By Jason Keidel
If you look at the baseball map, you’ll see a storm approaching Port St. Lucie.
Indeed, Hurricane Tebow is about to crash upon the eastern shores of Florida. The former Florida Gator and Heisman Trophy winner, who swapped the pigskin for rawhide, has been promoted by the Mets to the higher levels of their farm system. This after batting .222 with three homers and 22 RBI in 227 plate appearances while playing with the Single-A Columbia Fireflies.
Like anything related to Tim Tebow, it draws strong emotions and clashing views. His critics, a growing chorus who see Tebow as a pampered superstar whose attention and/or accolades don’t nearly match his achievements, say this is clearly a Mets PR ploy to drum up interest and sales around their peripheral outlets.
Maybe. Did the Mets sign Tebow knowing the tornadic media coverage that follows him? Of course. Tebow is good for business. As long as he doesn’t embarrass himself or the club on the diamond — we all know he’s a pseudo-saint off the field — then this just makes cents, er, sense. If you have some free time and a few bucks, and a chance to see Tim Tebow wield a bat, run down a fly ball or jog shirtless across a rainy outfield, it surely beats the nth iteration of Transformers.
But the ancillary argument, that Tebow is somehow blunting the progress of another player who deserves the very spot Tebow occupies, is silly. It’s just laughable to suggest that the Mets have the next Mike Trout on their hands, but won’t get time or shine because he’s toiling in Tim Tebow’s shadow.
This is not about Tim Tebow the athlete, of course. Never was. It’s about Tebow the man, the phenomenon, the happening, the aura. Tebow operates in some nimbus, above or beyond the normal human. It’s not news that folks hate those who look or perform better than they do. Add the fact that Tebow is literally selfless and has done more for the downtrodden than any five of us combined, and he makes a convenient cultural dartboard for the haters.
Then add his religion, politics and monolithic devotion to principle, and it just drives those people to madness. We have to hate success, and if we can’t find it on the field, we find it off the field, or the reverse.
When someone is guilty of beating his wife, of driving drunk, of drowning dogs, of hurling his girlfriend onto a bed covered with assault rifles, we become de facto lawyers, indulging in those endless second chances we afford Americans. As long as he produces for our favorite team. Yet, for whatever reason, it singes our sensibilities when the man is a model citizen.
We love sports because it’s the closest thing we have to a pure meritocracy. The team that scores the most points wins, the people who produce on the diamond/hardwood/gridiron play the most, without any regard to social, political or religious status, and no regard to ethnicity.
But it would be naive to think that popularity and publicity have no bearing on who plays or why. Tom Brady isn’t an icon simply because of his Super Bowl rings. Or Michael Jordan, or Bryce Harper. Whether it’s their perfectly placed cheekbones, farms of flawless hair, or the way they fill out their silk suits, appearance and perceptions matters. It matters that Brady is married to the most prolific model in the world. It matters that Jordan virtually sired the sneaker empire. It matters that Harper hits a mammoth homer, pulls off his helmet and his hair hasn’t moved.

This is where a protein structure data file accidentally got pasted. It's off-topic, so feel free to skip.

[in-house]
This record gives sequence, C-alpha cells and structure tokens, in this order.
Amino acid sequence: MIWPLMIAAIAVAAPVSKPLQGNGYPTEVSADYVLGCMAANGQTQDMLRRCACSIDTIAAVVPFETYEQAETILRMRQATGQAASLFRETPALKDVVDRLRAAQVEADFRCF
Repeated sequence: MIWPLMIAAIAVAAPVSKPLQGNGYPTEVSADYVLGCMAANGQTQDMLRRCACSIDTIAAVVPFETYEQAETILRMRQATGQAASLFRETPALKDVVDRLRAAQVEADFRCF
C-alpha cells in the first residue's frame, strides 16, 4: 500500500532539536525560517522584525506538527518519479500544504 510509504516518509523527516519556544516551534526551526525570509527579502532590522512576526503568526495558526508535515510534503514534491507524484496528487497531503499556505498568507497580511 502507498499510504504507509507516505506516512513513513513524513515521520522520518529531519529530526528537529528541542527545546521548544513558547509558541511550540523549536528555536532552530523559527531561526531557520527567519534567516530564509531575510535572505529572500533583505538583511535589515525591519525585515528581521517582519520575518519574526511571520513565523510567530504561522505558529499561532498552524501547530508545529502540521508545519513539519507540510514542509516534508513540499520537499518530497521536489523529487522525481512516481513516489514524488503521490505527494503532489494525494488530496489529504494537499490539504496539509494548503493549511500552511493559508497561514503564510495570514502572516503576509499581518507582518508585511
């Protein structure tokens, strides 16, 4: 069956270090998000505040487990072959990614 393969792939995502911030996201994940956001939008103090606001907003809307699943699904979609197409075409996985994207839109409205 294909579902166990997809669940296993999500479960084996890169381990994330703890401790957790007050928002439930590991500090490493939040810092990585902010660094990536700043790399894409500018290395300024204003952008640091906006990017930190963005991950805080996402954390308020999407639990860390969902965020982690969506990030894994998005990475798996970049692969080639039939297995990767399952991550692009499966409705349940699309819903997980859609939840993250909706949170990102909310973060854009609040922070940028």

This is the world we live in. Lonzo Ball hasn’t scored a single point yet he, by dint of his dad, has commandeered social media for months, with the attendant audacity to sell sneakers bearing his name for $495.
So it matters that Tebow was not only a great college football player, but is also absurdly handsome, publicly professed his virginity and pinballs the world helping the poor, the incarcerated and the forgotten. In fact, you could argue — and I would — that Tebow’s popularity, in a strict athletic sense, has cost him a job in the NFL. He led a team to the playoffs, and defeated a heavily favored 12-4 team in the first round. But based on his popularity, Tebow can’t find a spot on an NFL roster. He would be the most imposing backup on the planet.
So Tim Tebow gets a baseball gig that you and I, with similar stats, would not. Is that really worth the vitriol and violent rhetoric that follows? Yes, it’s rather presumptuous of him to think that he can drop baseball in high school, then simply pick up a bat a decade later and compete with Mike Trout. But it’s just as innocuous as it is inconceivable.
Who’s being harmed by all of this? Just you, for hating Tim Tebow, who’s impossible to hate, unless you’re just a hater.
Jason writes a weekly column for CBS Local Sports. He is a native New Yorker, sans the elitist sensibilities, and believes there’s a world west of the Hudson River. A Yankees devotee and Steelers groupie, he has been scouring the forest of fertile NYC sports sections since the 1970s. He has written over 500 columns for WFAN/CBS NY, and also worked as a freelance writer for Sports Illustrated and Newsday subsidiary amNew York. He made his bones as a boxing writer, occasionally covering fights in Las Vegas, Atlantic City, but mostly inside Madison Square Garden. Follow him on Twitter @JasonKeidel.